You Don’t Have to be a Financial Guru

Many homeowners are intimidated by the process of negotiating with a mortgage broker. You don’t have to be a financial guru to pull off refinancing your home loan with a mortgage rate that hasn’t been marked up to give the broker a commission… you just need to find the right broker. My Underground Mortgage Videos will show you exactly how to find and negotiate with the right mortgage broker to get the best refinance interest rate for your home.

You know finding the lowest mortgage rate when refinancing is important because the higher your mortgage rate, the higher your monthly payment will be. Here is an example to illustrate how this unnecessary markup of your interest rate by the mortgage broker drives up your monthly payment.

Suppose for example you are a California homeowner refinancing for $375,000. Your mortgage broker quotes you an interest rate of 5.75% and charges you an origination fee of 2.5%. This origination fee will cost you a whopping $9,375 at closing. Again, follow the RefiAdvisor system outlined in my Underground Mortgage Videos and you’ll find a mortgage broker willing to refinance your loan for a flat one percent origination fee saving yourself $5,625 in origination fees alone…. you should really register for these mortgage videos.

What about that mortgage rate of 5.75%? What your mortgage broker isn’t telling you and you’ll probably never find on your Good Faith Estimate is that the lender actually approved you for a mortgage rate of 5.25%; however, your broker marked it up to get that commission from the lender. Your lender pays the broker a commission of one point for every .25% they markup your mortgage rate. Remember that one point is defined as one percent of your mortgage loan amount. In this case the broker gets two points, or two percent of your loan amount for locking and closing your home loan with a higher than necessary mortgage rate. This is Yield Spread Premium on your home loan.

What does Yield Spread Premium do to your monthly mortgage payment? Spend a few minutes with a mortgage calculator and see for yourself. In this example on a 30 year, fixed rate mortgage at 5.75% your monthly payment will be $2,190. Had you gotten the mortgage rate you deserve at 5.25% your monthly payment would have been only $2,070. That’s a savings of $1,440 per year! Still not convinced that you need my Underground Mortgage Videos? In this example these mortgage videos would save you $7,065 the first year alone!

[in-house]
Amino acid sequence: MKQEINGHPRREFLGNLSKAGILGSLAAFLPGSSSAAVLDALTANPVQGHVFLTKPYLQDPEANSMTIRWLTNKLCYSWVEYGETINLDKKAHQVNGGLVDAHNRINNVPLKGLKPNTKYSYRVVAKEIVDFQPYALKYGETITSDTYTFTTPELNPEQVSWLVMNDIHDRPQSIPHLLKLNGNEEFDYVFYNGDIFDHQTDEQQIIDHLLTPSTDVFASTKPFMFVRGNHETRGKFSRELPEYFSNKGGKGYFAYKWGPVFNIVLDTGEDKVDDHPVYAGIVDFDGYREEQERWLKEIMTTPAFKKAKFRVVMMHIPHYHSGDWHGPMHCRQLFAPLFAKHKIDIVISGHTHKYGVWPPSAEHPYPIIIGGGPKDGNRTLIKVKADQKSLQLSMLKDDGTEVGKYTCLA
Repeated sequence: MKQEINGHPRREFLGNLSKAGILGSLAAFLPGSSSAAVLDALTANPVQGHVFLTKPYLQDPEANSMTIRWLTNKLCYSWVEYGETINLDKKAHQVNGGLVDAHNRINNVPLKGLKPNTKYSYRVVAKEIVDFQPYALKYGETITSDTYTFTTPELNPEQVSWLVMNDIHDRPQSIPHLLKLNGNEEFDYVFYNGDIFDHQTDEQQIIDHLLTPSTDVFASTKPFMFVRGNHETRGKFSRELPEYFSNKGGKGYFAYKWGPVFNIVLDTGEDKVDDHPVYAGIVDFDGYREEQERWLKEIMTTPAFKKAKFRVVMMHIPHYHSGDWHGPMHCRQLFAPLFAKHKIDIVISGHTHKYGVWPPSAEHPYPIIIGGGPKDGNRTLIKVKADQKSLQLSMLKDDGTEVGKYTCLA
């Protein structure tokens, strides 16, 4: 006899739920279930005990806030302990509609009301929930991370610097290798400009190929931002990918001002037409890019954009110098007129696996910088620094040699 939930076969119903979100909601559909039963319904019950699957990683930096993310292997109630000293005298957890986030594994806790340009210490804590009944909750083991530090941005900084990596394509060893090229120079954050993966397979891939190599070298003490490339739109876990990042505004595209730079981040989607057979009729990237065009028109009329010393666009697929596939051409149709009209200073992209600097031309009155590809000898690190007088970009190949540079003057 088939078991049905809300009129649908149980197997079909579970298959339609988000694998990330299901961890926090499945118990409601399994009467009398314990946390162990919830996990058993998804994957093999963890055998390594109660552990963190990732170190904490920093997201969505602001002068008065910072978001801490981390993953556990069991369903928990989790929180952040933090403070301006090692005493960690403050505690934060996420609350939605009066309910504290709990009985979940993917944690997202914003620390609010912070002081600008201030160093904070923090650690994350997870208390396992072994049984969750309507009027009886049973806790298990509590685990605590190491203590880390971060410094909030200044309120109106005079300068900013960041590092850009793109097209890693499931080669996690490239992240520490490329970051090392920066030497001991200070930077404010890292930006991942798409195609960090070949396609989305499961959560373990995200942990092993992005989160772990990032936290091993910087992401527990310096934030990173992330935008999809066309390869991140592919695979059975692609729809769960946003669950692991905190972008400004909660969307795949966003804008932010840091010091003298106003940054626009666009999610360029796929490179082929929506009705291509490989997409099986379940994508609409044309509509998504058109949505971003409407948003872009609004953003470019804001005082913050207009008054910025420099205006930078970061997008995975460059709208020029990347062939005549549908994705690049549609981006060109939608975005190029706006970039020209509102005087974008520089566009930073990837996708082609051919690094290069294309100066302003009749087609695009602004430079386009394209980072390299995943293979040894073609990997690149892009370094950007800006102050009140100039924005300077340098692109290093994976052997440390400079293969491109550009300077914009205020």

You can learn more about getting the Best Refinance Interest Rate without unnecessary markup to give your mortgage broker a commission by registering for my Underground Mortgage Videos. Register today and you’ll have immediate online access to the mortgage videos without downloading anything to your PC.

Best Mortgage Rate 2009

If you’re considering refinancing your home mortgage loan and are looking for the best mortgage rate in 2009, there are several things you need to know in order to avoid overpaying for the new loan.

Most homeowners have heard of mortgage junk fees but very few are familiar with the evils of Yield Spread Premium or how it raises your monthly payment unnecessarily. Here are several tips to help you get the best mortgage rate in 2009 when mortgage refinancing.

What is Yield Spread Premium?

Mortgage brokers receive compensation for their work in two ways. Your broker will typically charge you an origination fee for their part in arranging your loan which will be disclosed on your Good Faith Estimate. This fee could be as much as five percent but typically runs anywhere from 2-3%. One percent is actually a reasonable fee to pay your mortgage broker for loan origination.

The second way mortgage brokers receive compensation is from Yield Spread Premium on your loan. Yield Spread Premium is a percentage of your loan amount paid by the lender when the mortgage broker locks and closes your home loan with a higher than necessary mortgage rate. I say “higher than necessary” because the mortgage broker is already being compensated for their work with the origination fee you’re paying. Any amount of Yield Spread Premium on your loan could effectively double or triple the broker’s compensation on your loan.

Best Mortgage Rate 2009

In order to get the best mortgage rate when refinancing your mortgage you’ll need to avoid Yield Spread Premium completely. This unnecessary markup of your mortgage rate can add hundreds of dollars to your monthly payment, and for what reason? Just to give your mortgage broker a bonus to make their boat payment? Not on my watch…the free videos on this website will show you not only how to avoid Yield Spread Premium and lender junk fees responsible for homeowners in the United States overpaying nearly sixteen billion dollars every year according to the government.

Check out my Underground Mortgage Videos today and you’ll get immediate online access to the mortgage tutorial in my password protected memberhip area and a list of mortgage brokers in your area that do not pad their loans with Yield Spread Premium.